Demonstrations brought Macedonia to the brink when wiretaps of Prime Minister Nikola Gruevski surfaced in 2015. The wiretaps revealed plots against political opponents and sordid details about corruption.
The European Union (EU) responded to the crisis, mediating the Przino agreement. The agreement required participation of the opposition party, the Social Democratic Union of Macedonia (SDSM) led by Zoran Zaev, in ministries of the government. The agreement also required Gruevski to step down and for a caretaker government to organize general elections.
The election scheduled for April 24 was postponed to June 5, and then postponed again to December 11.
Accountability was also a lightning rod. The Przino agreement called for a special prosecutor to investigate the wiretapping scandal. However, President Gjeorge Ivanov issued pardons to figures in both parties effectively undermining the special prosecutor. Popular demonstrations and counter-demonstrations ensued.
Elections were finally held in December 2016; Gruevski’s party won 51 of 120 seats in parliament. Since he did not gain an absolute majority, the balance of power rests with parties representing ethnic Albanians, who constitute at least 25 percent of Macedonia’s population.
Albanian parties came together and adopted a common platform. Zaev agreed to expand constitutional rights of Macedonia’s ethnic Albanians in exchange for their support.
SDSM assembled a parliamentary majority, which should have been enough to form a government. However, Ivanov refused to award a mandate to SDSM claiming that the consensus among Albanian parties was a foreign construct, negotiated under the auspices of Albania’s Prime Minister. Albanians refuted this claim, criticizing Ivanov. Zaev also accused Ivanov of deliberately stalling the political process, helping Gruevski cling to power.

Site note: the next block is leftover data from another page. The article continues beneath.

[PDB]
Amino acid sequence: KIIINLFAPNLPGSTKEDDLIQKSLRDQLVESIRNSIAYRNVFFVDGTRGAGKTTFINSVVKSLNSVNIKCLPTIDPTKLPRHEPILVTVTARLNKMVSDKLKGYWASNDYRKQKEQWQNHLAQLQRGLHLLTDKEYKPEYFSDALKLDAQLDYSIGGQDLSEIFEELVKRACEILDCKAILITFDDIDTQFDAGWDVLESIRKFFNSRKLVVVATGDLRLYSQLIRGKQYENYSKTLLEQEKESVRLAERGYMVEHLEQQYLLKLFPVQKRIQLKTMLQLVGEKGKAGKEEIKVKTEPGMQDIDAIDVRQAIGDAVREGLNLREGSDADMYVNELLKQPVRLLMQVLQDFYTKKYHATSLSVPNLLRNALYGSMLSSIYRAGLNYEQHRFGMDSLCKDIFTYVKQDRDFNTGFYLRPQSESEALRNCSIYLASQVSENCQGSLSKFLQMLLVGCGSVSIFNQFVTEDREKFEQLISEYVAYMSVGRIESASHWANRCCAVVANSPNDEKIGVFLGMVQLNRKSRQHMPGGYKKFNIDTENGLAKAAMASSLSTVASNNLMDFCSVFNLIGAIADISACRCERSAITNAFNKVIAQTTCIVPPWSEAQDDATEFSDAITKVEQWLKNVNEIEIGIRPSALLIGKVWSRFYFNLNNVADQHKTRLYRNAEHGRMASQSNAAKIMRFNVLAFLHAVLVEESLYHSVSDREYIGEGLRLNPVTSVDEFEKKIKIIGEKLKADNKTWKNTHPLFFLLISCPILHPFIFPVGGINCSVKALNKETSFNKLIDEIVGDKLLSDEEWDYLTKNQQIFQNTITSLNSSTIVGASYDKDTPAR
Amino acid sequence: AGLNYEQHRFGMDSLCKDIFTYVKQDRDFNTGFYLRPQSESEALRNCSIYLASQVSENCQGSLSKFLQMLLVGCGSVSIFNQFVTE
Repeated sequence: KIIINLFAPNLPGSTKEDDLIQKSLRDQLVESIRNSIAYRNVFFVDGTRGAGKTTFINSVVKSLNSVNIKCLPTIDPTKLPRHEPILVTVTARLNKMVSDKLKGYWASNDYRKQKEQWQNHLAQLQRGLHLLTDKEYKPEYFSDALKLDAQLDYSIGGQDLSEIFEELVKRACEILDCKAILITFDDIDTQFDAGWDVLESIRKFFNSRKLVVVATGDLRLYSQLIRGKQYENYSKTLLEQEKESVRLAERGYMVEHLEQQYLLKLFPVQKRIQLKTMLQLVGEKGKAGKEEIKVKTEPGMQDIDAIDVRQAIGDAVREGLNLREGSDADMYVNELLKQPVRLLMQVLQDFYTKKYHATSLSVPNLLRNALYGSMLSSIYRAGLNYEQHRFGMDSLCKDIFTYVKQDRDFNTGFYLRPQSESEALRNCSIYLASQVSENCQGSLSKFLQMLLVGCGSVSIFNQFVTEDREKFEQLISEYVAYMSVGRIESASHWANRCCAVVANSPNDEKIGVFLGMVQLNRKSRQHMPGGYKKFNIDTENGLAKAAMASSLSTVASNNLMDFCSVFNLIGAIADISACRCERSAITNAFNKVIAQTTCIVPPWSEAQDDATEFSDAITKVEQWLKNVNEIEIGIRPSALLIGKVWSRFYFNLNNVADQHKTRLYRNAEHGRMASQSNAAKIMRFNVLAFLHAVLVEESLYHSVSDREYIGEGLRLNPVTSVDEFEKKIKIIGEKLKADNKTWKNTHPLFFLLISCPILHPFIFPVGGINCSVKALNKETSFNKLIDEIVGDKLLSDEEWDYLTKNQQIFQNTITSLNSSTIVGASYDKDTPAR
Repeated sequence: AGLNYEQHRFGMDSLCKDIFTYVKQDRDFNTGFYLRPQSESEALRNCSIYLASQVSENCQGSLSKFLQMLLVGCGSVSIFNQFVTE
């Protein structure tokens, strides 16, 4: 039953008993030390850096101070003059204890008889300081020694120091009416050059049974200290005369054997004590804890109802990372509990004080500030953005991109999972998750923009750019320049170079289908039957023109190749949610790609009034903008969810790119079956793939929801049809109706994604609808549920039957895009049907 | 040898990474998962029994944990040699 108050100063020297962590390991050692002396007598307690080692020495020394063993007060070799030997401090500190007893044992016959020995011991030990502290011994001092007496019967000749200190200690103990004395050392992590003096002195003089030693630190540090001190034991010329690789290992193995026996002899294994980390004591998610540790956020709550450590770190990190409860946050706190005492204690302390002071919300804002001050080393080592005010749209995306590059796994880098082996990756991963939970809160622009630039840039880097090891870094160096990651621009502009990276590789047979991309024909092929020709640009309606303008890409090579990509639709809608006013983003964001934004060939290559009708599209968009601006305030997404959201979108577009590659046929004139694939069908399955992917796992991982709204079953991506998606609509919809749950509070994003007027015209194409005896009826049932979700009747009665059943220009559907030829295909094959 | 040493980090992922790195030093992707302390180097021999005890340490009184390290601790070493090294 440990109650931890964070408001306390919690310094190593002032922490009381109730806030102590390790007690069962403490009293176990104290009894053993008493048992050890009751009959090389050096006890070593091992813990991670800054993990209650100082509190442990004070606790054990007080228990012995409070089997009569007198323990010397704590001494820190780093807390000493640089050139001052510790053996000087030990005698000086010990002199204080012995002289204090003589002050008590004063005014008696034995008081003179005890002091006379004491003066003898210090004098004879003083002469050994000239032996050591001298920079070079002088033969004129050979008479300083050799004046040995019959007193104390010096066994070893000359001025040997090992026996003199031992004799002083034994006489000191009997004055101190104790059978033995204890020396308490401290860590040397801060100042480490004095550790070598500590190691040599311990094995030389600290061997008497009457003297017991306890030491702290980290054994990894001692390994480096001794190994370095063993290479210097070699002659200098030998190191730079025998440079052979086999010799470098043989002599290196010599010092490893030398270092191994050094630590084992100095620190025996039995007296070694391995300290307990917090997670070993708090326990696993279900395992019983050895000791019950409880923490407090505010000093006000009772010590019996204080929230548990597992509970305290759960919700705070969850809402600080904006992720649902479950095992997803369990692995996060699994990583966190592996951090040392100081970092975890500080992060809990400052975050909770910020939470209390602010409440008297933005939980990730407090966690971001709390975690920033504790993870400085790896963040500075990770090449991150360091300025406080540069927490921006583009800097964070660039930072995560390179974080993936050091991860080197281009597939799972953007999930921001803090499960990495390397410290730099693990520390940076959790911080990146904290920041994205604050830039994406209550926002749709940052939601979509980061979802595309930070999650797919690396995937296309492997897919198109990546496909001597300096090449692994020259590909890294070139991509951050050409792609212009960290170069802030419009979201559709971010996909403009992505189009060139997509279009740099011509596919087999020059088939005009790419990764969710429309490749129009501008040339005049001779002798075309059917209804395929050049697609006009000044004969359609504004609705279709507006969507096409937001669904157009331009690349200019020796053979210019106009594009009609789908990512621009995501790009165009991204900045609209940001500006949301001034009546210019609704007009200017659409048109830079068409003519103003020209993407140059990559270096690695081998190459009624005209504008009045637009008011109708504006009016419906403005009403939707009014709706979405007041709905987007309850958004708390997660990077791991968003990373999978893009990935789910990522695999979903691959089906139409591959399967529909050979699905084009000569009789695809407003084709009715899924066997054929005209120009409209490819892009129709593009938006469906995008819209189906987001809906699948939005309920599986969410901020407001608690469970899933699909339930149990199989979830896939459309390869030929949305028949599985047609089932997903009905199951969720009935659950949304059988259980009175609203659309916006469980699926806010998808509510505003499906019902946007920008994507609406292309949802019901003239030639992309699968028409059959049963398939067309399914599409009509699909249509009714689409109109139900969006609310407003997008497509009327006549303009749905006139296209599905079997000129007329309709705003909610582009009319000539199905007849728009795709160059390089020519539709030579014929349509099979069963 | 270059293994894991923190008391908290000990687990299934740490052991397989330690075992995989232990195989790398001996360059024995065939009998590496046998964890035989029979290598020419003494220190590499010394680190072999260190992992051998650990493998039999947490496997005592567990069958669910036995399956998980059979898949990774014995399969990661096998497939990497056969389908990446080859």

Macedonia’s crisis is acute. The longer it takes to resolve the impasse, the greater the risk of political violence between supporters of Gruevski and Zaev.
Macedonia is also undermined by external powers. When the United States and the EU criticized the government, Russia labeled the SDSM a tool of the West. Russia is pursuing insidious goals to discredit Western influence.
Macedonia needs a conflict resolution plan, which can stabilize the country and mitigate the prospect of political violence.
Political parties should urgently agree on a new Speaker of the parliament. Talat Xhaferi is under consideration.
The new Speaker should work with Ivanov to form a government. He could seek to establish a coalition based on the election results from December 11. However, Gruevski could destabilize the country by sending his supporters to the streets.
The Speaker could facilitate the formation of a national unity government in which all parties are represented. However, Zaev could reject power sharing. He and Gruevski have a poisonous relationship.
The Speaker also has the option to do nothing, punting on political negotiations in lieu of elections sometime in the future. This passive approach could antagonize all sides.
Either way, Macedonia must reinvigorate the Ohrid Framework Agreement (OFA), which institutionalized benefits to Albanians, as part of the peace deal ending the conflict of 2001. It should adopt specific benchmarks and a timetable clearly measuring progress. The present impasse involves the two major parties. Macedonia does not want the problem to assume an ethnic dimension, further roiling tensions.
I have worked in Macedonia for 25 years. Sadly, Macedonia’s political elites still lack the political maturity for compromise. Its politicians prefer a zero sum game. Macedonia is a vulnerable, small, new nation in a volatile region with cavetous neighbors.
Macedonia’s deep structural and political problems will only worsen if current trends continue. An interim solution would kick the can down the road, creating time for dialogue and breathing space for politicians to set aside their narrow parochial pursuits in service of the national interest.
David L. Phillips is Director of the Program on Peace-building and Rights at Columbia University’s Institute for the Study of Human Rights. He served as a Senior Adviser and Foreign Affairs Expert at the US Department of State under Presidents Clinton, Bush, and Obama.